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4 posts tagged with "serverless"

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· 10 min read
Peter Dyer

I build Cloud Native applications. That is, I develop applications that run in the Cloud and leverage Cloud services. This means I write application code and deploy Cloud infrastructure. I believe there are exactly 1,034,343 ways to deploy Cloud infrastructure. There is a wide range of tools available from a variety of vendors that want to help you deploy your Cloud infrastructure and get it connected to your application.

More often than not, these days, deploying Cloud infrastructure means writing Infrastructure-as-Code. If you are still doing anything in the console we can’t be friends. I recently became aware of Ampt and the new (to me) concept of Infrastructure-from-Code (IfC). I’m really struggling with how I feel about it and thought I should try to solidify my feelings in a blog post.

The thing I really want to talk about is abstraction. That is, each of the 1,034,343 solutions that help build Cloud infrastructure provide a layer of abstraction on top of foundational ways to build Cloud infrastructure. This layer of abstraction is often titled towards a particular use case to make it easier to build the infrastructure that satisfies the use case. Some solutions are focused on declarative infrastructure, some on support for multiple clouds and some on building applications in the Cloud.

· 6 min read
Peter Dyer

In this day and age, the era of serverless applications and microservices, it is not unusual that one back-end needs to call another back-end to complete a task. Recently, I found myself needing to make an API call from the server-side (back-end) of a serverless application written with the AWS serverless stack. I'm intentionally using a small s with AWS serverless as I am not referring to the AWS Serverless reference architecture but to an application that leverages an AWS back-end without using servers. In particular, I am leveraging AWS Amplify and AppSync (if you have found this post you have likely seen my posts regarding those technologies) which are, as of the time of this post, not part of the AWS Serverless reference architecture.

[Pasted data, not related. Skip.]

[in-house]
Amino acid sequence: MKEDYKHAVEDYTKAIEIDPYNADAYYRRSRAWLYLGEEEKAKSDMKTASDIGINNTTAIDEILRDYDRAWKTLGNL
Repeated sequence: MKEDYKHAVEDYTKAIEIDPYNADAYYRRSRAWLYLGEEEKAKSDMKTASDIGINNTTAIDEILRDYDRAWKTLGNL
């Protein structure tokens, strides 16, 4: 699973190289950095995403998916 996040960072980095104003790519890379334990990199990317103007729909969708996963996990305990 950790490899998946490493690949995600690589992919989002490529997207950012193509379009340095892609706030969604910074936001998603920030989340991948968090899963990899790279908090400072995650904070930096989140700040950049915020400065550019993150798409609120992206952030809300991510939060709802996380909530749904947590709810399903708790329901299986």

· 14 min read
Peter Dyer

In the last Media Library post (#21) we addressed client-side authorization. That is, we established how the front-end renders the app based on who the user is, or better said, what the user's role is. You can think of this as a courtesy to prevent the user from doing things they should (will) not be allowed to do. We still need to implement code on the server that similarly controls what the user can do and what data they have access to. This will save naive users from getting into trouble, but also will prevent malicious users from doing things we don't want them to do.

In this post we address the server side of authorization. It might sound strange to say we need to address server side authorization in a serverless application but in fact, authorization, introduces a somewhat unique challenge to serverless applications (like the one we are building).